When we came across Cathy’s application, we saw that she was by far the most coherent and intelligent of the group. She wrote that she was happily married with three children. Her answers were not handwritten in the tiny allotted spaces; she had downloaded the original questionnaire and typed her responses at thoughtful length. Her attention to detail was heartening. And her computer-generated essay indicated, among other things, a certain level of competence. This gleaned morsel of information made me glad: she must live in a house with a computer and know how to use it.NYT.
There is something interesting going on with the photography that accompanies the article. I am not convinced that Kuczynski is aware of it, but the photographer and the photo editor have conspired to throw Kuczynski under the bus with the photos. In the cover photo, Kuczynski appears in a fancy and expensive looking black dress, with high heels, with her hands on her stomach to emphasize her slim figure; next to her, her surrogate is in baggy slacks, a dumpy-looking sweater, and massively pregnant. Another photo inside shows Kuczynski standing in front one of her several homes (this one is in Southampton), with a lushly landscaped garden behind her, and with a shorter African-American "baby nurse" (why the "baby nurse"? is the baby sick?) standing at attention nearby -- in a nurse outfit. It's like something out of "Gone with the Wind".
The next photo is of Kuczynski's surrogate, Susan Hilling, a week before she "delivered", sitting on her stoop in Harleyville, PA. The paint on her white house is dirty, the foundation appears to be cracked, and there's a rack of dirty white sneakers on the porch behind her. She does not have a perfect lawn like Kuczynski; she's got some weeds and mud. Harleyville is not Southampton. Oh, to make sure the point is not lost, Hilling is barefoot in the picture.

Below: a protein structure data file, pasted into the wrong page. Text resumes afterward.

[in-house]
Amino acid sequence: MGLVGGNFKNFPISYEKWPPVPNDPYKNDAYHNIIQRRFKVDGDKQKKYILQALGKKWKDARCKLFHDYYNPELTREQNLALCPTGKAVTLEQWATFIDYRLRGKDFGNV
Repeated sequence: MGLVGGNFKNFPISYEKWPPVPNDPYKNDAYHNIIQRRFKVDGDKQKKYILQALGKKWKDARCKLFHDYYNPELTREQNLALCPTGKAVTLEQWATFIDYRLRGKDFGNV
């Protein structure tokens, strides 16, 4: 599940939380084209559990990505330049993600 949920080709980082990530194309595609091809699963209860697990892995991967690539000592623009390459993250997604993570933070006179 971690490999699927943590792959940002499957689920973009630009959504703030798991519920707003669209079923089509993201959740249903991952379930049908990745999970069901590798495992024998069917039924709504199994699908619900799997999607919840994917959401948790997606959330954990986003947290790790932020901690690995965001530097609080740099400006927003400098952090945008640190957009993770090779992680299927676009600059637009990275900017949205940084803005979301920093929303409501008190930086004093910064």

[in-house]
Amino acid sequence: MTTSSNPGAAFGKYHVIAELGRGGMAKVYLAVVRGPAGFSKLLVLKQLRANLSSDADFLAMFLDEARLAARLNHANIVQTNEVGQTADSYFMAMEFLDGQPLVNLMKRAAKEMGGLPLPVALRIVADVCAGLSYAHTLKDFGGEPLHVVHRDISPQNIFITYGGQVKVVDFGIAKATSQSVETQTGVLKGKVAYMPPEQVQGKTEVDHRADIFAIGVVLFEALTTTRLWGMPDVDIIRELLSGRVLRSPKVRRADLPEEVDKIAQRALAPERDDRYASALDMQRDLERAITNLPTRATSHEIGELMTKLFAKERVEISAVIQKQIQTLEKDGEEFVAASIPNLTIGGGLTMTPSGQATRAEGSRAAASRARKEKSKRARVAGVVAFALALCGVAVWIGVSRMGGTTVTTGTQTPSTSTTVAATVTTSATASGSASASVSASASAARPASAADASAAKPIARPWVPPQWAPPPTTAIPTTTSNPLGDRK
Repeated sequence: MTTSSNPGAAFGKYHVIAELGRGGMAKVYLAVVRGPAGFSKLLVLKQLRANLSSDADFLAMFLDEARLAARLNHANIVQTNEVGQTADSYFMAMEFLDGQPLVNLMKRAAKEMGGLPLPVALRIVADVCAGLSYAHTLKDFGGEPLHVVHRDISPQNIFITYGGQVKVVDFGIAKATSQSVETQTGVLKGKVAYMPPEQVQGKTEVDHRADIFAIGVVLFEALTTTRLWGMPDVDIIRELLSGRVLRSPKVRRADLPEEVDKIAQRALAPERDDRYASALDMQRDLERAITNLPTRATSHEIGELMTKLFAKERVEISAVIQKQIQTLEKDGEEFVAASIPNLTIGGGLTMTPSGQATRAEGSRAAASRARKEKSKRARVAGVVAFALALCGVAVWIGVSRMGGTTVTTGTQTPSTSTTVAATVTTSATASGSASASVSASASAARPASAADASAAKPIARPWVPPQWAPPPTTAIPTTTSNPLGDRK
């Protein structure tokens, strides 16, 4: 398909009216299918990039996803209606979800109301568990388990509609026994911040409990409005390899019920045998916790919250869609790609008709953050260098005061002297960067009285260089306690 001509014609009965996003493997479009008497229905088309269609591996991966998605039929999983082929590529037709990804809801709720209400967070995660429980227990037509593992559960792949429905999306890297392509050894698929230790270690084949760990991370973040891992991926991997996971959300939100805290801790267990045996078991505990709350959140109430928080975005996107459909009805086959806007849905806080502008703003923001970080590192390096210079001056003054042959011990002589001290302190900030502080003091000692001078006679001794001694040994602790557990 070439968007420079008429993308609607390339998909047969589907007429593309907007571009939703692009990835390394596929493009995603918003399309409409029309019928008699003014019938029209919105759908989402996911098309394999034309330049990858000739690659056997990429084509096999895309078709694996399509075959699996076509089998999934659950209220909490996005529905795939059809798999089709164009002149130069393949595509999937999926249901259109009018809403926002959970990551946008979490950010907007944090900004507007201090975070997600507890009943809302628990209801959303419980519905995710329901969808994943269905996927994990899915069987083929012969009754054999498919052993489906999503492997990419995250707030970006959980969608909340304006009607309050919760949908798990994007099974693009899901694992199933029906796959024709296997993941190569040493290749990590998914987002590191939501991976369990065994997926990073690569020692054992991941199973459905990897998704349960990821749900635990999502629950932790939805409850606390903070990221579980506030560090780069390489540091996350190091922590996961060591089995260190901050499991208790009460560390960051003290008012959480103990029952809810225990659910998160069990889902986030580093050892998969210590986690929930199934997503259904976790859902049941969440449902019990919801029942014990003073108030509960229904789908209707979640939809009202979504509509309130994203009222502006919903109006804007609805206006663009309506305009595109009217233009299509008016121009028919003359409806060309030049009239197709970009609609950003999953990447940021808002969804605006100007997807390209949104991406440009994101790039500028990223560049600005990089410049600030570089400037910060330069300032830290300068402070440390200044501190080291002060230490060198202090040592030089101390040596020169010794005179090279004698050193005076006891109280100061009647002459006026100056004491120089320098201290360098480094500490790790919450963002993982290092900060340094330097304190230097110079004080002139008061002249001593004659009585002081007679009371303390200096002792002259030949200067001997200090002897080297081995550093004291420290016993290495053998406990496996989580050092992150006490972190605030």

Kuczynski tries hard to be "honest" about the situation in her piece, as if her purported "honesty" about the transaction obligates her reader not to judge her, excuses her condescension and obvious self-absorption, and erases any qualms about the role money plays in this market transaction. Kuczynski writes in such a way that makes clear that she wants, and indeed, expects, our sympathy and understanding. The accompanying photos, which steadily undermine her hermetically sealed poses of self-awareness, suggest that perhaps she deserves none of that.
In the end, Kuczynski has given us a long, poorly written essay about how hard it was for her to pay tens of thousands of dollars to someone else to have her baby. And no doubt, she has continued to add to her "healthy income as a writer" with this piece. The photos suggest that perhaps Hilling would have been able to give us a better perspective on the difficulties of this arrangement. But, then again, perhaps Hilling wouldn't have been able to discuss the "paradigms of motherhood" as Kuczynski does -- plainly admiring herself as she raids the dictionary to lard her prose with fifty-cent words. Because, in Kuczynski's world, isn't her very ability to not only own a computer but write about the "paradigms of motherhood" the thing that allows her -- to her mind, justly -- to pay Hilling to carry her baby as Kuczynski rafts down "level 10 rapids . . . drinks bourbon and [goes] to the Superbowl"?